“Dictation being forced in Afghanistan…” is the opening lyric to the Pet Shop Boys 1988 hit ‘It’s Alright‘ (video still below) and the first time I’d really ever heard of the place not that I would have been able to point it out on the map at the time!
The Soviet war in Afghanistan in support of a communist regime had already been going on for about seven years when the song was penned. The “dictation” most probably refers to the Afghan regime implementing a variety of highly repressive measures including suppression of religion and the closing of mosques. In the balance of fairness, there were also a number of positive reforms designed to modernize the country.
By coincidence, on the same day we went to this restaurant I had actually been teaching a student some stuff about Afghanistan. In unit 2 of the god-awful Clockwise Intermediate book there is half a page (above) about change in this Central Asian country including a listening section about a 1997 news item. It basically focuses on the Taliban Movement since 1996 and their extreme dislike of Western influences which led to bans of TV, music and cinemas as they were considered un-Islamic. This was part of the Taliban’s attempts to free the country from such influences which led to some kind of discussion about how the States influences Japan and what kind of things should be banned here.
Furthermore, I was lying in bed listening to an old BBC Radio 4 podcast the other week where an aid worker who worked in Afghanistan both during and after the Taliban period was being interviewed. It was an episode of ‘Excess Baggage‘ from May 2011 and it was during this episode that I felt a strong desire to vomit but that was purely because it was pretty much the start of my illness and nothing to do with taste for the country! Far from it, as within days of my recovery I took my girlfriend for dinner at this Afghan restaurant.
When I moved into my new place I came across this restaurant one day whist exploring the surrounding areas. ‘Caravan Sarai‘ is at 2-25-6 Higashi Nakano and is just a 20 minute walk down the road from the ‘Lost In Translation‘ (2003) temple. With two entrances this restaurant is part of the PAO Compound which is home to other ethnic activity such as the Egyptian belly dance show that was on the night we went there. The name derives from a roadside inn where travellers could rest and recover from a days journey with particular regard to the flow of commerce and people along the Silk Road.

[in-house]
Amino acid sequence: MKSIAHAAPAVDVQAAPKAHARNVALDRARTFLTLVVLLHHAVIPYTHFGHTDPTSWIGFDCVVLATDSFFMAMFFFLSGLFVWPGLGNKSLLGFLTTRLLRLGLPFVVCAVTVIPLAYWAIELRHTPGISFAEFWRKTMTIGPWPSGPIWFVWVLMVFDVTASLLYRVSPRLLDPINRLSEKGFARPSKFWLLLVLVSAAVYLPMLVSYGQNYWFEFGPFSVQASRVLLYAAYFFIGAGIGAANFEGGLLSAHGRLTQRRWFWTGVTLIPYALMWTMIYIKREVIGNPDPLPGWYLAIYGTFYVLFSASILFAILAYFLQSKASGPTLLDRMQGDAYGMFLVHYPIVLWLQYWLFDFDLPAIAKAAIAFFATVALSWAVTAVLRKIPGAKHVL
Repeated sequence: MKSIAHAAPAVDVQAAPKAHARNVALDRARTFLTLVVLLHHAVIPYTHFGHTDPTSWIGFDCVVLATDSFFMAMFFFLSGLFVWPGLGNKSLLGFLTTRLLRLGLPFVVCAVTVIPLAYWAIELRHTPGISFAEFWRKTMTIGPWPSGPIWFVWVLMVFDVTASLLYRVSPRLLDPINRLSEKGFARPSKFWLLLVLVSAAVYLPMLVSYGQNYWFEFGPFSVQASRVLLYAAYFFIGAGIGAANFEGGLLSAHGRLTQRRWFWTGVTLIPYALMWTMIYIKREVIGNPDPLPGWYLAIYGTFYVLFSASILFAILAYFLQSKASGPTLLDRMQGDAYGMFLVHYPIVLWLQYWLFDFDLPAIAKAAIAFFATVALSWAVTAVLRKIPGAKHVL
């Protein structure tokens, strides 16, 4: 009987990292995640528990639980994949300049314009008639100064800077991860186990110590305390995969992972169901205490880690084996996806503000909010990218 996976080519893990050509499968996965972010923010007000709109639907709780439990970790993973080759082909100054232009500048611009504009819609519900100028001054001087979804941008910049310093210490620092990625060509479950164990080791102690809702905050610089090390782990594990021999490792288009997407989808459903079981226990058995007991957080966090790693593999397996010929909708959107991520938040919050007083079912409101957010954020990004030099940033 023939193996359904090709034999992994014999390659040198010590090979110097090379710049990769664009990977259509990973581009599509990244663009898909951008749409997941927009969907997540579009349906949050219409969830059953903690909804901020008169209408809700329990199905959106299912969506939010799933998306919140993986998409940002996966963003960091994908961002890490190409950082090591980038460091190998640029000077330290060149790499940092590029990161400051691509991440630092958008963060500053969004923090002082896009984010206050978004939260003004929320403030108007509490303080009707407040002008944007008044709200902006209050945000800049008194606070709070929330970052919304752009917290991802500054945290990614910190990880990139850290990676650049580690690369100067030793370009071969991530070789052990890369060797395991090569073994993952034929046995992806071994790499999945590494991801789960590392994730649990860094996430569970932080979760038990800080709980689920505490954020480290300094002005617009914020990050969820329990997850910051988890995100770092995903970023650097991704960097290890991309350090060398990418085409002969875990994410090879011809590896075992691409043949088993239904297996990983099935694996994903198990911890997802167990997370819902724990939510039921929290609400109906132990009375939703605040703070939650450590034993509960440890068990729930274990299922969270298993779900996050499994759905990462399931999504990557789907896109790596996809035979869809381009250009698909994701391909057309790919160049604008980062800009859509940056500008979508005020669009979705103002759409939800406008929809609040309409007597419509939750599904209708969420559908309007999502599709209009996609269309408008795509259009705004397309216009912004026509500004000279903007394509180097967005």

They have a fairly extensive menu and first up we had a Yoghurt drink (above) which was lovely and that was soon followed by the delicious sikh kebabs (below) which were served up on a massive long steel skewer.
The gyouza-like dish above is known as Afghan-manto which came covered in sour cream sauce and boy were they awesome. With such an amazing texture you really will have a hard time finding a more perfectly constructed food item. Naturally I could have eaten far more than the five we were given.
It seems that a dish called Pashton Karahi is the national dish as that was the most expensive high profile dish on the menu. At 2300 yen my girlfriend and I decided that it was out of our price range. Instead we had a couple of karahi dishes (with naan) such as karahi hitsuji (sheep) for 880yen and lamb spare rib karahi for 1200 yen. A karahi is a type of deep, thick, circular cooking-pot (similar in shape to a wok) which is used to prepare stew dishes, usually with tomatoes (much to my dislike!), and they are named after the utensil itself.
As I mentioned before the menu is quite large and if you want to have one of the courses you actually have to make a reservation three days in advance which is I guess so they have time to get the ingredients in. The place was fairly busy when we went one Saturday evening with a few groups congregated in the floor seating room whilst us non-bookers had to sit either at the counter or the table seen in the pictures below.
Of course my main reason for going to ‘Caravan Sarai‘ was to tick it off my list of ethnic cuisines eaten in the vicinity of Tokyo but thankfully it was more than that as we had an interesting experience in a place full of character.
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